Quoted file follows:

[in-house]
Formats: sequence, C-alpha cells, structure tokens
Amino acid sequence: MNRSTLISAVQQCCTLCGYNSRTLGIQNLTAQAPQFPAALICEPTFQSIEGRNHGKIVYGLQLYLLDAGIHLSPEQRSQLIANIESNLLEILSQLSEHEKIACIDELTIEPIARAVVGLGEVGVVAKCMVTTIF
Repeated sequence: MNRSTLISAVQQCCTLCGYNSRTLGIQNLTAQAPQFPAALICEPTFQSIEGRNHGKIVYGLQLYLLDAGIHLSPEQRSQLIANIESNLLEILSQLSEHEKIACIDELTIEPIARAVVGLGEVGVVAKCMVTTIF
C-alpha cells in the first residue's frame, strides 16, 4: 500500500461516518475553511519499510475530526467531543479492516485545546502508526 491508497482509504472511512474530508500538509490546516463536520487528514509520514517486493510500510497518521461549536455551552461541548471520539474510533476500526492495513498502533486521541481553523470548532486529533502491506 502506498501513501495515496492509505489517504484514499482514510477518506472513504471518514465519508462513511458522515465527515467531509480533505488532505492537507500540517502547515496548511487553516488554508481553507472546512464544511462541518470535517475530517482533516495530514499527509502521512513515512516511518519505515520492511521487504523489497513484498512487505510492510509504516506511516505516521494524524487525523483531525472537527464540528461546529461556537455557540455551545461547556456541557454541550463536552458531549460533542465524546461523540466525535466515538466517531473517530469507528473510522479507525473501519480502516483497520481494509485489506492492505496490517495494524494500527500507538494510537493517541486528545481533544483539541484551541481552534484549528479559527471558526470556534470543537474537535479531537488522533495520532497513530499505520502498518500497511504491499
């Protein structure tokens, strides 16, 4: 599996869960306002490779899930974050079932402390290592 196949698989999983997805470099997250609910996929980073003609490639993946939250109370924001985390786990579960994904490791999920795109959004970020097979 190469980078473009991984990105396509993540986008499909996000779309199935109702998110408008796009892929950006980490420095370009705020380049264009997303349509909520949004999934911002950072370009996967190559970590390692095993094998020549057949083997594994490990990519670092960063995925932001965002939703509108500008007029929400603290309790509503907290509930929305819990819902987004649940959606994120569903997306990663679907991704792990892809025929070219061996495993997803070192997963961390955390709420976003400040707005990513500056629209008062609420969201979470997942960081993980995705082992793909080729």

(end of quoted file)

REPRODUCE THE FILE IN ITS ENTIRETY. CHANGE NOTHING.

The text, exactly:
[in-house]
Formats: sequence, C-alpha cells, structure tokens
Amino acid sequence: MNRSTLISAVQQCCTLCGYNSRTLGIQNLTAQAPQFPAALICEPTFQSIEGRNHGKIVYGLQLYLLDAGIHLSPEQRSQLIANIESNLLEILSQLSEHEKIACIDELTIEPIARAVVGLGEVGVVAKCMVTTIF
Repeated sequence: MNRSTLISAVQQCCTLCGYNSRTLGIQNLTAQAPQFPAALICEPTFQSIEGRNHGKIVYGLQLYLLDAGIHLSPEQRSQLIANIESNLLEILSQLSEHEKIACIDELTIEPIARAVVGLGEVGVVAKCMVTTIF
C-alpha cells in the first residue's frame, strides 16, 4: 500500500461516518475553511519499510475530526467531543479492516485545546502508526 491508497482509504472511512474530508500538509490546516463536520487528514509520514517486493510500510497518521461549536455551552461541548471520539474510533476500526492495513498502533486521541481553523470548532486529533502491506 502506498501513501495515496492509505489517504484514499482514510477518506472513504471518514465519508462513511458522515465527515467531509480533505488532505492537507500540517502547515496548511487553516488554508481553507472546512464544511462541518470535517475530517482533516495530514499527509502521512513515512516511518519505515520492511521487504523489497513484498512487505510492510509504516506511516505516521494524524487525523483531525472537527464540528461546529461556537455557540455551545461547556456541557454541550463536552458531549460533542465524546461523540466525535466515538466517531473517530469507528473510522479507525473501519480502516483497520481494509485489506492492505496490517495494524494500527500507538494510537493517541486528545481533544483539541484551541481552534484549528479559527471558526470556534470543537474537535479531537488522533495520532497513530499505520502498518500497511504491499
């Protein structure tokens, strides 16, 4: 599996869960306002490779899930974050079932402390290592 196949698989999983997805470099997250609910996929980073003609490639993946939250109370924001985390786990579960994904490791999920795109959004970020097979 190469980078473009991984990105396509993540986008499909996000779309199935109702998110408008796009892929950006980490420095370009705020380049264009997303349509909520949004999934911002950072370009996967190559970590390692095993094998020549057949083997594994490990990519670092960063995925932001965002939703509108500008007029929400603290309790509503907290509930929305819990819902987004649940959606994120569903997306990663679907991704792990892809025929070219061996495993997803070192997963961390955390709420976003400040707005990513500056629209008062609420969201979470997942960081993980995705082992793909080729």